Mitochondrial morphology and area occupied
Changes in mitochondrial shape were seen in cells challenged with PA but not after OA challenge. Mitochondria in PA challenged cells appeared rounded and isolated compared to control or OA challenged mitochondria which had an elongated and branched appearance (Fig. 3a-c). The percentage of the cell area occupied by mitochondria was significantly decreased when N42 hypothalamic neurons were challenged with PA (P < 0.05). The area occupied by mitochondria was increased when cells were challenged with OA relative to control cells (P < 0.01) (Fig. 3d).
C57Bl/6 J mice fed a semi-purified diet have been widely used in diet-induced obesity studies [20, 27] and in the present study HFD fed mice gained weight and developed glucose intolerance within 3 days as reported previously  confirming the reproducibility of the model and implying impaired hypothalamic function. Interestingly, in that study blood triglyceride levels were unchanged after 3 days on a HFD . Evidence exists for the rapid, within 3 days, induction of hypothalamic insulin and leptin insensitivity [11, 28] by a HFD coupled with hypothalamic inflammation , endoplasmic reticulum (ER) stress [29, 30] and mitochondrial dysfunction .
In the present study, proteomic analysis of the hypothalamus confirmed the rapidity of HFD-induced changes and secondly demonstrated the large number of hypothalamic proteins (104 spots corresponding to 78 proteins) changed in response to a HFD. The validity of using a proteomics approach to interrogate hypothalamic changes is reinforced by the fact that as highly polarised cells, neurons, the major cell type present in the brain, are more likely to demonstrate translational modification of proteins at sites distant from the cell body to rapidly respond to stimuli rather than transcriptional changes and the subsequent transport of proteins from the cell body.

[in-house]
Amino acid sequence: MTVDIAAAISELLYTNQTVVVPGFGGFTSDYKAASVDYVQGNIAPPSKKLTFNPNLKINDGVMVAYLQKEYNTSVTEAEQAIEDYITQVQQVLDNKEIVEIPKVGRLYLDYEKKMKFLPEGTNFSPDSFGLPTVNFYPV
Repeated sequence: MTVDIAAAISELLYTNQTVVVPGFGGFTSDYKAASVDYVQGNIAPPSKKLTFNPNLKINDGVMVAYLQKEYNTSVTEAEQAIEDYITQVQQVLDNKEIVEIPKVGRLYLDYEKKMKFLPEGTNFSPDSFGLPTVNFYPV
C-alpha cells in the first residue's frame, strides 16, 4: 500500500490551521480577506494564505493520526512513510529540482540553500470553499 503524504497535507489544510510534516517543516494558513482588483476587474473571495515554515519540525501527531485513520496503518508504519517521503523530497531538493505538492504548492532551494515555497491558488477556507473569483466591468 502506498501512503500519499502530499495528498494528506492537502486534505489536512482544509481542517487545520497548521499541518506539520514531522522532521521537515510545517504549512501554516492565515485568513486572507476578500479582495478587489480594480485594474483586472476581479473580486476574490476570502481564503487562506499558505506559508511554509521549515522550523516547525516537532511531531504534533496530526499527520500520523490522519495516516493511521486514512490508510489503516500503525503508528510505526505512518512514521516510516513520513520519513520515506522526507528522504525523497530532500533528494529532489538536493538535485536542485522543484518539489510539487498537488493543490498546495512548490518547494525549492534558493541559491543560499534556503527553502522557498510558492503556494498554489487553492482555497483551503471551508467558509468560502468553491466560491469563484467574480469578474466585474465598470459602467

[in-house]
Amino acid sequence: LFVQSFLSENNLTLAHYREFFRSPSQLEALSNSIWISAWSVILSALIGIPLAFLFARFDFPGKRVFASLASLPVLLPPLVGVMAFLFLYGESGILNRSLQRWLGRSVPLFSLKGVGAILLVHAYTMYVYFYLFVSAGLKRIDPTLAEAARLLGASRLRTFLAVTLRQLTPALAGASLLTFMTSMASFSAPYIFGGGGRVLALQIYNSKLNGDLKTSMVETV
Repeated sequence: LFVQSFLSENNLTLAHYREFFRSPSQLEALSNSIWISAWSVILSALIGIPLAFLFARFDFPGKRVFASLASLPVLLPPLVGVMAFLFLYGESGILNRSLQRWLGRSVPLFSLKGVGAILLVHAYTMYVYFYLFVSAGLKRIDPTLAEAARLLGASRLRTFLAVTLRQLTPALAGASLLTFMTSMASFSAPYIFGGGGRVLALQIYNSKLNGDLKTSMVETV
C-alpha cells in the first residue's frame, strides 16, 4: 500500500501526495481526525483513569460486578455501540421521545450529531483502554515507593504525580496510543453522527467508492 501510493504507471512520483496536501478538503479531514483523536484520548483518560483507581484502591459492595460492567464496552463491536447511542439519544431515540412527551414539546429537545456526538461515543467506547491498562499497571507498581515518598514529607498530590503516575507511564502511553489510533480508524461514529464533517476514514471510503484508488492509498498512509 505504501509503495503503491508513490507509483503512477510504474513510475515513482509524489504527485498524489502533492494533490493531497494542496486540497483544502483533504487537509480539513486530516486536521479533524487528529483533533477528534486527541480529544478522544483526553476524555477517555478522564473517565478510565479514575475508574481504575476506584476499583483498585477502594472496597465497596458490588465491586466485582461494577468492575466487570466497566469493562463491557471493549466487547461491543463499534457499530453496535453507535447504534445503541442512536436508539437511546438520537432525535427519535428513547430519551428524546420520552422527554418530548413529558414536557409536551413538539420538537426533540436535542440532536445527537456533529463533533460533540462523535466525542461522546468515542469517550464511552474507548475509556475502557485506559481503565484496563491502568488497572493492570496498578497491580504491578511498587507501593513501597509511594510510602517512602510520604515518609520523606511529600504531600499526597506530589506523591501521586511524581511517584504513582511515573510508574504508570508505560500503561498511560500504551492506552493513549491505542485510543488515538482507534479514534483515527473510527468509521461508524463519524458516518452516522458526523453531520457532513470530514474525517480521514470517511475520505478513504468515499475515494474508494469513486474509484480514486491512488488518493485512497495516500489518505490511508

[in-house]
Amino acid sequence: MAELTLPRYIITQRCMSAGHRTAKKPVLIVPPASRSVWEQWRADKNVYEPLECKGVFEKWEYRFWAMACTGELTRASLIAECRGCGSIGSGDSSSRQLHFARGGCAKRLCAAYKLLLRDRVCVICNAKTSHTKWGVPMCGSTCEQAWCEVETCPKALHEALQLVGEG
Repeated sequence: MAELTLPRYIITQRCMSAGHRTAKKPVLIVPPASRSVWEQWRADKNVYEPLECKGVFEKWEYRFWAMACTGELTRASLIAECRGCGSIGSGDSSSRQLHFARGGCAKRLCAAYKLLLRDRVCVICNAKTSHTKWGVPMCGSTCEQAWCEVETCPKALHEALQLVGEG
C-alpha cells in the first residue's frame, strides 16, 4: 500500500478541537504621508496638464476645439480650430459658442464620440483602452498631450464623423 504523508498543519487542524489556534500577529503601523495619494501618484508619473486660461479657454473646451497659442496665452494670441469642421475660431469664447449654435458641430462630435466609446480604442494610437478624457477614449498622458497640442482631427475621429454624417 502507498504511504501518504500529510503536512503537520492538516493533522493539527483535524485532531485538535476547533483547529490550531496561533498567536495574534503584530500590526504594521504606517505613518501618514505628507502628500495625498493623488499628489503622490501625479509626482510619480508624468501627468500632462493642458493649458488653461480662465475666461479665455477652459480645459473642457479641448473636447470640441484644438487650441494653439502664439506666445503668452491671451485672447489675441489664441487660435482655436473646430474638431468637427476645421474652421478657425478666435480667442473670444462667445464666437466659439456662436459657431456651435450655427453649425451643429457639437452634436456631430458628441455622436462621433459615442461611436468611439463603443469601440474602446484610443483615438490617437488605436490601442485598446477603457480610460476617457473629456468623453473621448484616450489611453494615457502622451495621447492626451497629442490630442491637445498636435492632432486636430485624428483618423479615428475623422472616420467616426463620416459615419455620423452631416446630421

Unsurprisingly proteins involved in energy metabolism were altered in HFD. These include phosphoglucomutase-1 (PGM1), reported to sustain cell growth during nutritional changes by regulating the balance between glucose-1-phosphate and glucose-6-phosphate  and is differentially expressed in the brains of patients with Alzheimer’s disease . A reduction of glucose utilisation is one of the earliest signs of Alzheimer’s disease with glucose metabolism adapting to oxidative stress by lowering levels of glycolysis and oxidative phosphorylation and increasing the generation of reducing factors such as nicotinamide adenine dinucleotide phosphate (NADPH) through the pentose phosphate pathway . Two other enzymes altered by HFD are triosephosphate isomerase and phosphoglycerate mutase 1 both involved with the regulation of the glycolytic pathway. Mitochondrial aconitate hydratase, which catalyses the conversion of citrate to isocitrate in the tricarboxylic acid cycle showed the most significant change in HFD fed mice. It is linked to Alzheimer’s disease demonstrating lower activity in response to oxidative stress [34, 35] and loss of function due to oxidative damage in aging rat brain . Isocitrate dehydrogenase which showed changes in two spots in HFD fed mice is also down-regulated in Alzheimer’s disease .Changes in these enzymes in response to HFD point to adaptations in metabolic pathways to overcome oxidative stress similar to those observed in the early stages of Alzheimer’s disease.
Glucose metabolism in the hypothalamus is likely impacted by the increase in circulating glucose seen on a HFD after 3 days. The entry of glucose into the brain is mediated by the non-insulin dependent glucose transporter, GLUT1 with brain glucose levels rising in parallel to circulating glucose concentrations. Excess glucose is neurotoxic via the polyol pathway, changing intracellular tonicity and increasing toxic AGEs which in combination with a HFD promote microglial reactivity .